FICKLE FRIENDS are set to release their new EP, Weird Years (Season 1) on January 15th.
With over 150 million streams to their name, 2020 was set to be another big year for Fickle Friends. The band had already released two new tracks, Pretty Great and Eats Me Up, but as they moved towards the release of their second album, the world went into lockdown to control the COVID-19 pandemic.
All plans for a second album had to be rethought. Fickle Friends felt that releasing a full album that they couldn’t tour wouldn’t work. It was time for a rethink. They found inspiration in the television format, and Weird Years was born! Further installments are expected to follow next year.
AC: Let’s talk about Weird Years. What does this body of work mean to you?
FICKLE FRIENDS – It means so much to us. Musically and lyrically it’s so varied. We’ve really written what we wanted to write and have been so influenced by such a massive variety of artists over the last few years. Definitely some deeper stuff coming out in this project but still a load of super fun tracks.
AC: In the studio, do you have a fear you’d like to conquer?
Well, there’s sometimes fear and worry about what our team and the music industry are going to think of a song. It’s pretty easy to constantly be second-guessing everything, and we’ll end trying to write something that’s going to fit into a certain playlist or that may get chosen for a radio playlist. But that mindset isn’t gonna help us write great music, so we try our best to block it out and just have fun with it.
AC: What about outside of the studio?
FICKLE FRIENDS – Between us, we probably fear quite an array of things. I guess one would be the fear of the future and what’s to come. Planning is important, but sometimes just living in the moment is just necessary.
AC: Where does the creation of a song begin for you?
FICKLE FRIENDS – It changes from song to song, but usually when one of us is just excited about an idea, we’ll jump on that and give it a shot. Sometimes, a drum beat, sometimes a lyric, or maybe something we’ve heard that we wanna take from.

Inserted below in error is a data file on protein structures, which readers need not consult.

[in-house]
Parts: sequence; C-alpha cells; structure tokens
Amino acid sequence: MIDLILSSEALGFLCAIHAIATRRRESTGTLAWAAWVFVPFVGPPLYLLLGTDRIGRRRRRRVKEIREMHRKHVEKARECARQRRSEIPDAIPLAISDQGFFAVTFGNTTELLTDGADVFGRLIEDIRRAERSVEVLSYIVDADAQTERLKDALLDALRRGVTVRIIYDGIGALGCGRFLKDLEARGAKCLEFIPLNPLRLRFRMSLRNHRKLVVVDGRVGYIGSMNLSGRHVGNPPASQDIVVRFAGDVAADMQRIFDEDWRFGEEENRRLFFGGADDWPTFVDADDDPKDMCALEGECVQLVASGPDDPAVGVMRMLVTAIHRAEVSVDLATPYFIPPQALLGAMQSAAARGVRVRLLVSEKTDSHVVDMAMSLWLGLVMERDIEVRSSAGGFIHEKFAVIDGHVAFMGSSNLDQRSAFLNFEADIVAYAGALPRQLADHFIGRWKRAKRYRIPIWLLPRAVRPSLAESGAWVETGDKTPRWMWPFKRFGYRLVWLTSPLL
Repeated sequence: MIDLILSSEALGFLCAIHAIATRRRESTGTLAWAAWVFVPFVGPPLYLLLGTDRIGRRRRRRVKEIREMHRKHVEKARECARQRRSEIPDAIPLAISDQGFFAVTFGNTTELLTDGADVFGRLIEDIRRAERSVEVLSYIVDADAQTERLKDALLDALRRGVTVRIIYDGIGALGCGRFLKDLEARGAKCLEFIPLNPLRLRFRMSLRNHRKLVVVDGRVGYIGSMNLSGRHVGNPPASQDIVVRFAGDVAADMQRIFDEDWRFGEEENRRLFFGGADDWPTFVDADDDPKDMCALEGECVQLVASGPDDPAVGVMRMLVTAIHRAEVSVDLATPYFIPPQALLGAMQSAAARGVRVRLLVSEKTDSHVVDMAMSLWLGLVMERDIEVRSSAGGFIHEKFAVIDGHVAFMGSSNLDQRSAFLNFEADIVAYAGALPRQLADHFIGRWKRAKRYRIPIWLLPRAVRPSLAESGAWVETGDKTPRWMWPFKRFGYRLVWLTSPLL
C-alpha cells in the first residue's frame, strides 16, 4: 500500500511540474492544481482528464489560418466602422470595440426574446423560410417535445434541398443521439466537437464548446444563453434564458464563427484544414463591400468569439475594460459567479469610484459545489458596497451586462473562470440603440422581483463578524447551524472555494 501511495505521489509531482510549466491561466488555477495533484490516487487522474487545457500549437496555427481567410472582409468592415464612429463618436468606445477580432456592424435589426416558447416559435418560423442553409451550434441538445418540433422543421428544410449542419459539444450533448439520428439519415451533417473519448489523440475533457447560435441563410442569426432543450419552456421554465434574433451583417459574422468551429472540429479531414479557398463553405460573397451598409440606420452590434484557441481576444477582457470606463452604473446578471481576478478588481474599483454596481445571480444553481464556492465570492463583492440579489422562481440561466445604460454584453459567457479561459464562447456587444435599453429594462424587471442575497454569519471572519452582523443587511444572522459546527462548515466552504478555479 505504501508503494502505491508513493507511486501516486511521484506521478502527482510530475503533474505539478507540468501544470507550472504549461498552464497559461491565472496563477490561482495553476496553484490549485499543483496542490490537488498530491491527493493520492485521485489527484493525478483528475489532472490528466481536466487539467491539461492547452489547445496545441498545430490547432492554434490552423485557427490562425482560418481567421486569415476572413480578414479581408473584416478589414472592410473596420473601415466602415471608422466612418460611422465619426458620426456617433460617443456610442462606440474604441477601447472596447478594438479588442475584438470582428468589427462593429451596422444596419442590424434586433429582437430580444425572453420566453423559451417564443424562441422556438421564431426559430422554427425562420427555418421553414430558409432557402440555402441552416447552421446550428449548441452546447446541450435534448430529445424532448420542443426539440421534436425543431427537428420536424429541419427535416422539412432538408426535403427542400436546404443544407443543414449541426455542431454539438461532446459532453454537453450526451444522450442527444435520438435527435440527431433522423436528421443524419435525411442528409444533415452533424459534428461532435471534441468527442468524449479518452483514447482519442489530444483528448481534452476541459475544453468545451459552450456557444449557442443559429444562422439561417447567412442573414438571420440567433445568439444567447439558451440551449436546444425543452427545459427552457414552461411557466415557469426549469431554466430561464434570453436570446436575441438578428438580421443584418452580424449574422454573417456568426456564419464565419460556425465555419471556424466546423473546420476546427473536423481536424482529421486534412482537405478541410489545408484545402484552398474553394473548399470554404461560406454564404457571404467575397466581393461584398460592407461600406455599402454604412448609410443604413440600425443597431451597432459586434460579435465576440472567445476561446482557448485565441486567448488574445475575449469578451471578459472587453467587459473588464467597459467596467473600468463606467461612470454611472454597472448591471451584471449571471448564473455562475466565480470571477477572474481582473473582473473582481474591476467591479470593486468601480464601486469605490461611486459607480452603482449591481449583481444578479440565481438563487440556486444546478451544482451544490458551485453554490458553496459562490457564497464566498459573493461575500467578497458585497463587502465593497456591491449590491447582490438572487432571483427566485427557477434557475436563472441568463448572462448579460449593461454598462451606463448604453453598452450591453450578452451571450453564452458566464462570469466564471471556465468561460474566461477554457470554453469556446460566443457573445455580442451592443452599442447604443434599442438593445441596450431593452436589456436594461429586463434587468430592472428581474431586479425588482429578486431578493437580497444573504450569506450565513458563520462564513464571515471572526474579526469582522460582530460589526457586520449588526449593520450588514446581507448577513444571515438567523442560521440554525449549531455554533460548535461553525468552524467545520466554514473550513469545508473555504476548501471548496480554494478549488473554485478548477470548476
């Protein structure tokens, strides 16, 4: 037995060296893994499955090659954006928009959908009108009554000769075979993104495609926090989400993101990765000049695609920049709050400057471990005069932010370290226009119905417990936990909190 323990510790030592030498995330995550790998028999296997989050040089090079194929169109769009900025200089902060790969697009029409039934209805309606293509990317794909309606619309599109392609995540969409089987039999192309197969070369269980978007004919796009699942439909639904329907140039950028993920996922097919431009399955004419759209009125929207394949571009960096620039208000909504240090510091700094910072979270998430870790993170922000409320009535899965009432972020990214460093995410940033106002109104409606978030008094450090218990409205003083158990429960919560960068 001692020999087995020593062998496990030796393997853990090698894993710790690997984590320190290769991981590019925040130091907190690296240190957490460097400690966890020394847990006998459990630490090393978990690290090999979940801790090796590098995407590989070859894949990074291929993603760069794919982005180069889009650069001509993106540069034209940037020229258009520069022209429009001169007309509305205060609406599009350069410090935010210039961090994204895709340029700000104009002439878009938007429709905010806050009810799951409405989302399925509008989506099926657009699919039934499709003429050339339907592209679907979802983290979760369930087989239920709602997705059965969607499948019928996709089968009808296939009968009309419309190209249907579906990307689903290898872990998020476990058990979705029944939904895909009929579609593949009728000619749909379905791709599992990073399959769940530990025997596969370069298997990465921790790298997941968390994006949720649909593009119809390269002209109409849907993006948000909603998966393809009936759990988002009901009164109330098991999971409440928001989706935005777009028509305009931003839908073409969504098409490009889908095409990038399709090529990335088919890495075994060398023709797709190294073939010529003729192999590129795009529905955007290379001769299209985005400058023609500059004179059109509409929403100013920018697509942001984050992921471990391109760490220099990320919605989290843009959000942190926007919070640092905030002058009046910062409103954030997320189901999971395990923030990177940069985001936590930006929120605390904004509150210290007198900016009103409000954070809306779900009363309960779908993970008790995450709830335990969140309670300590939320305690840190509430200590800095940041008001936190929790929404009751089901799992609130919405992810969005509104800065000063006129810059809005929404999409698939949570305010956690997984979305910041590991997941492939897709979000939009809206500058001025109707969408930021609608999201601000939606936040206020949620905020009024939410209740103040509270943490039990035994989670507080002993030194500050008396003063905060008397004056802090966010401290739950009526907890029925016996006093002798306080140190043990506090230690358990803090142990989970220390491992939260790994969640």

AC: Who do you feel inspired by in the music industry?
FICKLE FRIENDS – Anyone who is putting out music with a message they believe in is inspiring. Even if it’s not totally up our street, we have a lot of respect for genuine artists just being themselves for the sake of making good art.
AC: As a band, what are you still trying to learn?
FICKLE FRIENDS – Many things. One is maybe just learning to be at peace with what you have and where you are career-wise. We sometimes overthink situations, or feel disheartened by the little things, but really life’s too short and we are lucky to have what we have.
AC: How important is social media to you right now?
FICKLE FRIENDS – Because the live side of the industry is on hold, social media is our main outlet to the world. It has its pros and cons but one great thing is just having a really quick and easy way to engage with fans. We’re gonna focus on collaborating and connecting with people as much as possible!
AC: As a band, what is the biggest realisation you’ve had this year?
FICKLE FRIENDS – Life is very strange, it can move slowly but can also move way too fast. Your circumstances can totally flip overnight, but the one constant is that it’s always weird, right?
AC: What makes you feel nostalgic?
FICKLE FRIENDS – Music. Anything from Justin Timberlake, Spice Girls, Britney all the way to the bands playing the festival circuit when we were younger, like MGMT hence the lyric in What A Time, “Getting messed up to MGMT!”
AC: Ahead of a gig, do you have any pre-show rituals?
FICKLE FRIENDS – I don’t know why it’s always these songs but we’d often listen to Boy by Charlie Puth and Stockholm Syndrome by One Direction before a show.
AC: What do you want the world to look like in 10 years?
FICKLE FRIENDS – Would love to see less hate in the world. You’ve got hateful people doing bad things, and you’ve got everyone else (understandably) angry at them for what they’re doing. So yeah, it seems like an endless circle of hate. Sorry, that’s a bit bleak, but yeah just imagine if we actually all lived peacefully together, would be awesome.
INTERVIEW: ADAM CROOKES